Sixth Circuit Affirms Dismissal of Claims Against Credit Rating Agencies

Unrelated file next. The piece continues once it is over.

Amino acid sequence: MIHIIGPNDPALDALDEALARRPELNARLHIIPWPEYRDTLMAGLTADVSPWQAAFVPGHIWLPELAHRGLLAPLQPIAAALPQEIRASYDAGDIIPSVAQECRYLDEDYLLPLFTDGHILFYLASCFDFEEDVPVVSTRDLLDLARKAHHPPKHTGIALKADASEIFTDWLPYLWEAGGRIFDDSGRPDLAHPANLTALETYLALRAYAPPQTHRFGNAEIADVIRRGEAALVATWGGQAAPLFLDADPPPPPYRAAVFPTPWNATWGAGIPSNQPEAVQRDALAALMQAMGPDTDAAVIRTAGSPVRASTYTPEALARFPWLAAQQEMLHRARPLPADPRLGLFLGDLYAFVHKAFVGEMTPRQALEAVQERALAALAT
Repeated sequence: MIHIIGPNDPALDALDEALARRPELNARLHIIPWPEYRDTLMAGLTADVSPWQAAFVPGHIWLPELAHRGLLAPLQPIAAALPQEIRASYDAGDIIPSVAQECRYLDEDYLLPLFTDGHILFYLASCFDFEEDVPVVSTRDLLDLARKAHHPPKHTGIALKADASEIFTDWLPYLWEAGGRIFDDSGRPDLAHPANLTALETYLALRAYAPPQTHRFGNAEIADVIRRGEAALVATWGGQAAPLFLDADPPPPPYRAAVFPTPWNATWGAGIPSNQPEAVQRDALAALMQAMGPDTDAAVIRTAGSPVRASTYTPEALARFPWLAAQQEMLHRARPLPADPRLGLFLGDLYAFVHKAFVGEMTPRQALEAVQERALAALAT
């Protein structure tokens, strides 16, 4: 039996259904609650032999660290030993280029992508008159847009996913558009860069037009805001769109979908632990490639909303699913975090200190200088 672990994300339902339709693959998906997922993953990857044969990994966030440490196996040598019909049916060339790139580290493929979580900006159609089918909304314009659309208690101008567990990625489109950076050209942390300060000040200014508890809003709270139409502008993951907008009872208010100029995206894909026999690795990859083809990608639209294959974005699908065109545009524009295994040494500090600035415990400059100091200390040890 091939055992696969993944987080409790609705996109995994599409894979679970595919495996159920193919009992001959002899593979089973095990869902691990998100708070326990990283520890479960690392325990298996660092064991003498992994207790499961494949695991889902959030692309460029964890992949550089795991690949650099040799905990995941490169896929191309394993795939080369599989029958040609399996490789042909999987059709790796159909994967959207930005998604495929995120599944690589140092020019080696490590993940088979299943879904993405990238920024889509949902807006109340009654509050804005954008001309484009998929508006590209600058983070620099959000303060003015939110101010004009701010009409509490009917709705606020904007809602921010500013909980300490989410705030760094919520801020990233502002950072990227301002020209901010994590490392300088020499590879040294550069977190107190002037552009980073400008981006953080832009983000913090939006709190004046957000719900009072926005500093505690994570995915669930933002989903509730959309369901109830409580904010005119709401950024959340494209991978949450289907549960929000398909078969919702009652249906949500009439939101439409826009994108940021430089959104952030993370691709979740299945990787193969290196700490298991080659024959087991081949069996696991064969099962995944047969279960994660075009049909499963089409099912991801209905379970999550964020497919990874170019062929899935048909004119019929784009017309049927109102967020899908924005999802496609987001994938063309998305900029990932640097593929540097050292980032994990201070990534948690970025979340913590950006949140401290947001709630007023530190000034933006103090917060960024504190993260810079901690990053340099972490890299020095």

On December 3, the United States Court of Appeals for the Sixth Circuit affirmed a decision by Judge James K. Graham of the Southern District of Ohio dismissing, with prejudice, claims against three credit-rating agencies – Standard and Poor’s Financial Services LLC, Moody’s Investors Service, Inc. and Fitch, Inc. (the “agencies”) – relating to $457 million in alleged losses on RMBS purchased by the plaintiff pension and retirement funds.  The plaintiffs brought claims for alleged violations of Ohio Blue Sky Laws and for negligent misrepresentation in connection with the allegedly fraudulent sale of 308 RMBS between 2005 and 2008.  The Sixth Circuit adopted each the District Court’s holdings in affirming its decision.  First, it held that the agencies could not be sued under the Ohio securities laws because they did not receive profits accruing from the sale of securities.  The court found that the agencies’ fees were fixed costs paid for work performed and were not contingent on the sale of the securities or variable depending on the securities’ performance.  The fact that the agencies were paid out of proceeds of the sale did not mean that they received profits accruing from the sale.  Second, the court held that the plaintiffs’ complaint failed to allege, even in conclusory terms, any underlying securities fraud for which the agencies could be held liable as aiders and abettors.  Third, the court held that the plaintiffs failed to allege any affirmative misrepresentation by the agencies.  Finally, the court rejected the plaintiffs’ negligent misrepresentation claim because (1) plaintiffs did not adequately allege any duty owed by the Agencies, and (2) the credit ratings for the RMBS were not actionable misrepresentations.  Opinion.